Monday, October 31, 2011
Nightmares, Nocebos, and the Mind-Body Connection
by Shelley Adler
Rutgers University Press
They were all Southeast Asian immigrants, young and healthy -- and dying in their sleep.
Doctors were baffled by the cluster of deaths that began in 1977 and peaked in 1982. By the end of the decade, 117 Hmong tribesmen from Laos had died in the middle of the night without explanation.
Why were these men -- median age 33 and having lived in the US, on average, for 17 months -- mysteriously perishing? Bereft of answers, physicians dubbed the phenomenon Sudden Unexplained Nocturnal Death Syndrome.
But a new book about the cases raises a chilling and provocative question: Can a dream scare you to death?
Drawing on professional literature and folklore, University of California-San Francisco medical anthropologist Shelley Adler, author of “Sleep Paralysis,” makes a compelling case that the deaths may have been triggered by the men’s belief in “dab tsog” -- a demon that visits in the night and smothers.
While the physical cause was likely a shared heart condition prevalent in Asian men, Adler concludes the trauma they suffered in dream-state encounters with a malicious spirit played a part.
One Laotian man described his encounter with the dab tsog to Adler: “A dark shape was coming to me. It came to the bed, over my feet, my legs. It was very heavy, like a heavy weight over my whole body, my legs, my chest. My chest was frozen like I was drowning.”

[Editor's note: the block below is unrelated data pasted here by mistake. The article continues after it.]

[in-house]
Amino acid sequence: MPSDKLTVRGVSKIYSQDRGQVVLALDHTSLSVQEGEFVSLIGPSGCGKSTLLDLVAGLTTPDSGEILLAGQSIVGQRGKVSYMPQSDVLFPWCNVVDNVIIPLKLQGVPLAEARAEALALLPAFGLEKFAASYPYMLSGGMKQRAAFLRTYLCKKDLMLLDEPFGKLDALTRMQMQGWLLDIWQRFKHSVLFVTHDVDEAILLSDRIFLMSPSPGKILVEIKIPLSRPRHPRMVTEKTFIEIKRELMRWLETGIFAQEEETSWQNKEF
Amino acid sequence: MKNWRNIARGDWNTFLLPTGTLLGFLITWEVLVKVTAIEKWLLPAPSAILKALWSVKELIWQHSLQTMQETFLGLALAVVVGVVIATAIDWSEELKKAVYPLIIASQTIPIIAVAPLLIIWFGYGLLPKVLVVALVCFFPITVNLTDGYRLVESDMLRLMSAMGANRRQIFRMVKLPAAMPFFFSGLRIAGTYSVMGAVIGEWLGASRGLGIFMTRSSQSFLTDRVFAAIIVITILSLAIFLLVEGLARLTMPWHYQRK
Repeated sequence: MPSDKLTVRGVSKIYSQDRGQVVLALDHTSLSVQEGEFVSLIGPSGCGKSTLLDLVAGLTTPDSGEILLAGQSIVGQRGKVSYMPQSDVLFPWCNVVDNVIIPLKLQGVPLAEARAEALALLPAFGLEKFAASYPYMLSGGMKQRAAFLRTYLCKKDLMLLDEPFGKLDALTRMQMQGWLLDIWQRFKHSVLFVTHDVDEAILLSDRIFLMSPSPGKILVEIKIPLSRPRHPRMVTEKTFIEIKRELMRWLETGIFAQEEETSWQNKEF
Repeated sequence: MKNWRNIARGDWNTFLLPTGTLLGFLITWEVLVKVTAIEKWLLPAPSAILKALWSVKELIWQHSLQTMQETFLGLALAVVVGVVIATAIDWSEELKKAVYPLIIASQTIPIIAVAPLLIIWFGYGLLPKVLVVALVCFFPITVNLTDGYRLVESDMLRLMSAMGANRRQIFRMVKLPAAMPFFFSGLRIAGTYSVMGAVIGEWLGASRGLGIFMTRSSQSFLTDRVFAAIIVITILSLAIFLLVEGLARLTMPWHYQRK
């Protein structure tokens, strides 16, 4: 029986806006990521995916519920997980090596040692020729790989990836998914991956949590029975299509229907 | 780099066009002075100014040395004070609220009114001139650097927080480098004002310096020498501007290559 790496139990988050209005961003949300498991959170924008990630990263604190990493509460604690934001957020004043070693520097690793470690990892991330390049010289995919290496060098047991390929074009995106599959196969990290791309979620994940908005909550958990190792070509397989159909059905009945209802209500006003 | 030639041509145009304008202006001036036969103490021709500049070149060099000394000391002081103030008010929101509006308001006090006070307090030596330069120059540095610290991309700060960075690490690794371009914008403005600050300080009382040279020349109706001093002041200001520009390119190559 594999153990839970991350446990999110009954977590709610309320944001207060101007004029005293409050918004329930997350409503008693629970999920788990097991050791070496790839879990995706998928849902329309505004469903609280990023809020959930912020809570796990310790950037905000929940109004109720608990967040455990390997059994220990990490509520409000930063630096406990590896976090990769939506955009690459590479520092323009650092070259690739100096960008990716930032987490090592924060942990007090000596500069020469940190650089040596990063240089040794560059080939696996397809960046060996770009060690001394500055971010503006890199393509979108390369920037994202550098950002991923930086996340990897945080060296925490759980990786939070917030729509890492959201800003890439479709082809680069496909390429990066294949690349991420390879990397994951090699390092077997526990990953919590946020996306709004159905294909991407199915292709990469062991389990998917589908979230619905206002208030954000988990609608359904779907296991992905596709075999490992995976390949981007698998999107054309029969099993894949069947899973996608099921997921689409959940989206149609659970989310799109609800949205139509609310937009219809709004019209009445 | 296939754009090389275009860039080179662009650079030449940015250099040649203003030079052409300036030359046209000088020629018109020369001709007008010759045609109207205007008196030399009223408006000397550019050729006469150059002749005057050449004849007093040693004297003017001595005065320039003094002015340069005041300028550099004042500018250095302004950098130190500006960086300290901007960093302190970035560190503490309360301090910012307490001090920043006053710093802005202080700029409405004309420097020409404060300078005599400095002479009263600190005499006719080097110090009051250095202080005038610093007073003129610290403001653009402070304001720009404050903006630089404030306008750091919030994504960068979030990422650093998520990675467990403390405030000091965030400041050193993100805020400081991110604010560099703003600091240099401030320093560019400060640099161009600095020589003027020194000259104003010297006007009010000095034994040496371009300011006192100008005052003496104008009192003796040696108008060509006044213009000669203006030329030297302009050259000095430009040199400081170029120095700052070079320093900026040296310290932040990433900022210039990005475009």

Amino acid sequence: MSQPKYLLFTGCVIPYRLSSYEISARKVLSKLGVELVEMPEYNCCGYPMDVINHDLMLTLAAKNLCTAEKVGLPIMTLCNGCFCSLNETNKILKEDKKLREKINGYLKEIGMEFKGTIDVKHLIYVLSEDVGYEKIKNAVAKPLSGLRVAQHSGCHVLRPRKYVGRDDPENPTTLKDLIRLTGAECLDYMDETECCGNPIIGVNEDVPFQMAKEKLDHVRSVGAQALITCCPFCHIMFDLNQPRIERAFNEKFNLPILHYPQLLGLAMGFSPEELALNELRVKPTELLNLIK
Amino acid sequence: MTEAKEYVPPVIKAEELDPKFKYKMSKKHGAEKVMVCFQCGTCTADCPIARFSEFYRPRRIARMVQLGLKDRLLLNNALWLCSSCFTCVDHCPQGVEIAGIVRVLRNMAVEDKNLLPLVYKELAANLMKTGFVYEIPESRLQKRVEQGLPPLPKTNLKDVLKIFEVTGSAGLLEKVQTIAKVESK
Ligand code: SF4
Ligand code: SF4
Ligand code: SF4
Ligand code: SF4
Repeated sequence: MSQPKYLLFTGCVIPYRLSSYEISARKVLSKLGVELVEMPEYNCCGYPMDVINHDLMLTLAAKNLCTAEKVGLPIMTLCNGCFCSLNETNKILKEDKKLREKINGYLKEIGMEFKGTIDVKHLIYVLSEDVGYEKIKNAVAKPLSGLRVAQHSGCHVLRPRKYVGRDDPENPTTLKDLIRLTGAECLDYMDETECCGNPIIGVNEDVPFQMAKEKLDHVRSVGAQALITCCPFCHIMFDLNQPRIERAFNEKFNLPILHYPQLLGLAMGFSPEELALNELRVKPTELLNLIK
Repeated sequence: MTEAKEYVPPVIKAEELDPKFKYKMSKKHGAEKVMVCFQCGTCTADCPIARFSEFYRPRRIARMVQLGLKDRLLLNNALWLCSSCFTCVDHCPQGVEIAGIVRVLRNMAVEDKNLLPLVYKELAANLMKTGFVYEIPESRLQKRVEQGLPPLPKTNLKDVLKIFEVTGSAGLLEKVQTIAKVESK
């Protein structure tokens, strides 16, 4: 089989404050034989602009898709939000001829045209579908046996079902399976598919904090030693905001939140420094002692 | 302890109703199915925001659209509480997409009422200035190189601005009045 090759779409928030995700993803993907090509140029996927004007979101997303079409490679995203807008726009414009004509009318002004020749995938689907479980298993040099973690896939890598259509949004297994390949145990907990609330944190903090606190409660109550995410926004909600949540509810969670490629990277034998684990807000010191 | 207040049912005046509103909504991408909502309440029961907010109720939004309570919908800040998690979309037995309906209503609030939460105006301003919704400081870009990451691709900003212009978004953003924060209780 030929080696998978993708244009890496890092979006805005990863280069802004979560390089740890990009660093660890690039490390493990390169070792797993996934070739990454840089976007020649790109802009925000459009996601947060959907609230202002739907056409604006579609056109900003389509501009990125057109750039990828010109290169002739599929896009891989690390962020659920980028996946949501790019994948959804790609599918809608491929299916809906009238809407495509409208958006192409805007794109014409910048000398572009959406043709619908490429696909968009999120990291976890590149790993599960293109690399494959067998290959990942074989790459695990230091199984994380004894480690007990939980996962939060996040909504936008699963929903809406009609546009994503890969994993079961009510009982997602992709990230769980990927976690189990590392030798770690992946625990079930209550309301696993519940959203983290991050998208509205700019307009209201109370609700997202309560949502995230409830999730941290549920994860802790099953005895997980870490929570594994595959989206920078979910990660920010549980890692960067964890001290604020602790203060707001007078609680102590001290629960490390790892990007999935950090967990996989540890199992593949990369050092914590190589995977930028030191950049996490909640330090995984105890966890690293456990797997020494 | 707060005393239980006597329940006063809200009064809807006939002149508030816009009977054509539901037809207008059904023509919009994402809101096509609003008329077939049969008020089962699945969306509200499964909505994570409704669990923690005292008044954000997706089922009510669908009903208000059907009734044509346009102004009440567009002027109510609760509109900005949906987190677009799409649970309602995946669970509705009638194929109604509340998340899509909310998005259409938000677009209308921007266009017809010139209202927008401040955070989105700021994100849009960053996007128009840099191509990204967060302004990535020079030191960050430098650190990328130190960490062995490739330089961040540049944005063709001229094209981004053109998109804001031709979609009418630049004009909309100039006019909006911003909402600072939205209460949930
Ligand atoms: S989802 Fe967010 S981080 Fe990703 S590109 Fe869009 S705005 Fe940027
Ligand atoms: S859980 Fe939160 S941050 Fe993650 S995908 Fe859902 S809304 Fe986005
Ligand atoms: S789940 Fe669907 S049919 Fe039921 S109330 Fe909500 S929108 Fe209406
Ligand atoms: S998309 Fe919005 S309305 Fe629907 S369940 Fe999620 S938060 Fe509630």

Adler found such night demons are ubiquitous across cultures and similar to the Western concept of “sleep paralysis” -- described as feelings of wakefulness coupled with intense feelings of fear and the inability to move or speak. It’s caused when the transition into, or from, Rapid Eye Movement (REM) sleep is disrupted. Hallucinations occur during this not-quite-dream state.
“You’re paralyzed but your mind is still going. In some sense it’s like dreaming with your eyes open,” explained Harvard clinical psychologist Richard McNally.
Every culture has its own phrase for the sleep-paralysis “monster.” China refers to it as “bei guai chaak” (“being pressed upon by a ghost”), Estonia has “luupainaja” (“the one who presses your bones”), and Newfoundland dubbed it “Old Hag.” English speakers know incubus and succubus, images immortalized by the 1781 painting “The Nightmare” where a demon sits on a woman’s chest as she sleeps.
Eight percent of the general population experiences sleep paralysis (though some estimates are as high as 30%). Those with psychiatric conditions and PTSD have higher rates.
A 1999 study broke down sleep paralysis into three sub-types that occur cross-culturally: intruder, incubus and an out-of-body experience.
But while sleep paralysis is universally terrifying, can it hurt you?
Adler says yes. She points to the study of nocebos -- placebos’ ugly flip side, which translates to “I will harm” -- when a negative outcome is a consequence of a person’s belief.
Anthropological research on voodoo and hexes, she argues, show that adverse beliefs can harm and even kill. In one study, women who believed they were prone to heart disease were nearly four times as likely to die as women with the same risk factors but no negative beliefs.
“There is both ample scientific evidence and much lived experience that show that the human mind has as great a capacity to make us sick as it has to heal us,” Adler writes.
In the end, she concludes, the Hmong men likely died from a combination of the Brugada syndrome, a cardiac arrhythmia common to Southeast Asian men, and sleep paralysis.
“Although the overwhelming terror brought on by a nightmare attack appears to be a trigger,” she said, “it is the Brugada Syndrome that functions as the mechanism of death.”